Debrett"s releases guide to divorcing with decorum

The Debrett's Guide to Divorce: Etiquette bible's new rules on how to keep separations civil
'Courteous and considerate
behaviour can help to reduce unnecessary animosity and distress'

Divorce was once so frowned upon that separations were hidden away by families and certainly never mentioned in company.

Today, one in three marriages ends in divorce and in a clear sign of the changing times Debrett's – the advisers on good manners since 1769 – is publishing a guide on how to split with style.

The etiquette experts, whose guide to the peerage is still read avidly by social climber, have teamed up with divorce lawyers Mishcon de Reya, who represented Diana, Princess of Wales, to produce the book.

Advice: Refrain from venting your feeling on your ex-partner's clothes

Advice: Refrain from venting your feeling on your ex-partner's clothes

The 12.99 guide goes on sale on February 29 – the day when women can traditionally propose to men

A blurb for the 12.99 book, reads: 'Even
in the most difficult of personal situations – when emotional and
financial upheaval can be overwhelming – courteous and considerate
behaviour can help to reduce unnecessary animosity and distress.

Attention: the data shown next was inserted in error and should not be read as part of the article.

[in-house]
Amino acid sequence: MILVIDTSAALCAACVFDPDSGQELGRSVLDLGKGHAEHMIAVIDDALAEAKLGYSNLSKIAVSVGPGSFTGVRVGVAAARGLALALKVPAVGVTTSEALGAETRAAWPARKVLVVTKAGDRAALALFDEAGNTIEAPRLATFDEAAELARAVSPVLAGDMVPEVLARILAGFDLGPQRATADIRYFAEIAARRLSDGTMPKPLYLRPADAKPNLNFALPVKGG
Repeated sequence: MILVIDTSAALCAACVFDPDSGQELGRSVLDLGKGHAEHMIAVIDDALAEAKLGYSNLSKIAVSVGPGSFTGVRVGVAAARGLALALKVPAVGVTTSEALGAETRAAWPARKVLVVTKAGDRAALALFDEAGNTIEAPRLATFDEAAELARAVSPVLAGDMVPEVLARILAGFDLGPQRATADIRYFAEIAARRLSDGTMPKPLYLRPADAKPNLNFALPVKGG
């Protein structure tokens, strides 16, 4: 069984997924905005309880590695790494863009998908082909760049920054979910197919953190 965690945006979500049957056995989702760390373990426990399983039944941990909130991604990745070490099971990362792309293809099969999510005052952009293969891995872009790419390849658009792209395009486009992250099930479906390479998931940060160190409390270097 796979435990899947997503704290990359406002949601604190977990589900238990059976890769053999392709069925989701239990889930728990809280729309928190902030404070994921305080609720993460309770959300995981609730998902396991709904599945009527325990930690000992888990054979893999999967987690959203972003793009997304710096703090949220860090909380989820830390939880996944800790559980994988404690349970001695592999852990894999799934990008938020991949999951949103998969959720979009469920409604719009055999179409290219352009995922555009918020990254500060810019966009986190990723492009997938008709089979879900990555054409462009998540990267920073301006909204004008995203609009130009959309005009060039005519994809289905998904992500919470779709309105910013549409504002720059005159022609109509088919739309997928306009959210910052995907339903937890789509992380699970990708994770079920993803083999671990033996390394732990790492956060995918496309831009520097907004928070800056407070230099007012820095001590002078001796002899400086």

'This guide will dispel common myths surrounding separation and provide information and reassurance for those who need it.'

It comes at a time when divorce rates are on rise once again. Divorces had been falling steadily since 2003, when there were 153,065 cases. However, in 2010 there were 119,589 divorces, which was up on the 113,949 divorces the year before. Fifty years before there had been only 23,868.

The book includes such pearls of wisdom such as resisting 'throwing your husband's vintage wine collection down the loo', because while the gesture provides temporary relief from hurt and anger it 'can rebound on you and undermine your case.'

The 12.99 guide goes on sale on February 29 - the day when women can traditionally propose to men

The 12.99 guide goes on sale on February 29 – the day when women can traditionally propose to men

The guide gives advice on how to break the new to friends and colleagues and warns against dangers such as becoming a 'divorce bore' who will find themselves 'struck off the dinner-party guest list.'

Those who are worried about how they may behave in public should take along a 'minder' to make sure they don't imbibe too much alcohol.

It adds that divorcees should strive to maintain a polite relationship with in-laws and their former partner's friends and send 'friendly Christmas cards.'

Conrad Free, the chairman of Debrett's, told the Independent on Sunday:
'We're trying to help people through a step-by-step process in what can
be an emotional minefield.'

Sandra Davis, the head of family law at Mishcon de Reya, added: 'Even
in the most difficult of personal situations, courteous and considerate
behaviour helps to reduce animosity and distress.'

With the average cost of ending a marriage through the British courts costing around 13,000, many former partners might conclude the guide is one worth investing in.